For the past two weeks, Jonathan Narsjo spent sunny mornings inside stuffy classrooms, solving geometry problems and testing his reading comprehension — all to prepare for the exam he’ll have to ace this year if he wants to get into Boston Latin School.
It was a relief to his mother, Christine, who had searched for a similar program for her older son last summer.
“I wish this were available last year,” she told a school official last week.
Little did she know it was.
The Exam School Initiative, a test preparation course for sixth-grade students who want to apply to the district’s exam schools, has been around since 2000. But until this year, a lot of students — and some Boston Public Schools officials — had never heard of it.
After a bruising school year at Boston Latin School — where students raised concerns about racism and school officials acknowledged a dramatic drop in diversity — the school system made a concerted effort to recruit black and Latino students to the Exam School Initiative.
In the spring, they put out the call for an additional 300 students, recruiting specifically from the elementary schools that were hardly sending anyone to the program. The district didn’t reach that goal, attracting 225, but officials hope to build on the progress.
“It’s a step. There’s a lot more to do. It’s a step,” said Michael Contompasis, the interim headmaster of Boston Latin.
Many families spend thousands of dollars on private tutors to train their children to take the exams, but the Exam School Initiative is free. It was formed as an academic boot camp, aimed at maintaining minority attendance after the courts did away with racial quotas two decades ago.
But the program relied largely on volunteers, whose numbers dwindled with time, and the program’s director stopped visiting elementary schools to promote the initiative and recruit students. That director, Michael Giordano, told the Globe in April that no one ever told him to monitor the racial makeup of the program.
“I do what I’m asked to do by the City of Boston,” Giordano said at the time.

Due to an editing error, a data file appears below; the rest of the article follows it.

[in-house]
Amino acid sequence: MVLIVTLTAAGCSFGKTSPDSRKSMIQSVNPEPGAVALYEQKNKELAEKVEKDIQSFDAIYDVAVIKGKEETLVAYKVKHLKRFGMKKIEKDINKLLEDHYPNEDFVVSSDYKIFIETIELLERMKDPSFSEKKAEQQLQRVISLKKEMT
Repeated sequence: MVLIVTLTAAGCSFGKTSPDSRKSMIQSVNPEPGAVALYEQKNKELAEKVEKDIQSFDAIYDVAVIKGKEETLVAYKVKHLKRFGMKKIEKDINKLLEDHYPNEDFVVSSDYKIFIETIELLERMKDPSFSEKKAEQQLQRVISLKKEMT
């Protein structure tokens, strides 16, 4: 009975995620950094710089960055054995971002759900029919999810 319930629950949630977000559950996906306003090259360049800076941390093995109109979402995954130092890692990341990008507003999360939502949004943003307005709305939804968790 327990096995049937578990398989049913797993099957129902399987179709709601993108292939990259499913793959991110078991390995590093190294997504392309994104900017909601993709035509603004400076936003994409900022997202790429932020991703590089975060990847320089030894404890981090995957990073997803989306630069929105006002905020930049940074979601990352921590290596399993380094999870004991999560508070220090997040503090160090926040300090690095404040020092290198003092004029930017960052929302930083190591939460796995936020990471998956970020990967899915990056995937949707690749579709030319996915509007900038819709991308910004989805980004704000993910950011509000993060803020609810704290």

Even some teachers in the district didn’t know about the prep program.
Colin Rose, who taught math at the Higginson/Lewis K-8 School, which Narsjo’s sons attend, encouraged students to apply to the exam schools but was unaware of the test prep effort that would have helped their chances. “All those years as a teacher, I sent these kids in blind. I regret that,” said Rose, now assistant superintendent, charged with closing opportunity and achievement gaps for the Boston Public Schools. “I had no clue about this program until I came into this position.”
By 2014, participants in the Exam School Initiative had become 44 percent white and 28 percent Asian. Only 24 percent of participants that year were black or Latino. Those numbers were dramatically out of sync with the district’s population. The Boston Public Schools that year were overwhelmingly Latino and black, while whites made up just 14 percent of students and Asians under 9 percent.
“Things slide so easily,” said Rose. “Equity is an intentional act, day to day.”
The district’s efforts this year seem to have reversed that trend: Forty-six percent of participating students this summer were black or Latino, 28 percent white, and 20 percent Asian.
“We’re excited,” said Mayor Martin J. Walsh. “At least at first glance, the breakdown is where we want to be as far as giving the kids the testing opportunities and the training opportunities. Certainly we’re setting a lot more kids up for success.”
Inside Boston Latin classrooms last week, students leaned over thick work books, detailing how they deduced the answers to the multiple-choice questions for the Independent School Entrance Exam. They had to be on their toes. A math teacher called on her students at random, asking them to calculate the degrees of each angle of a triangle.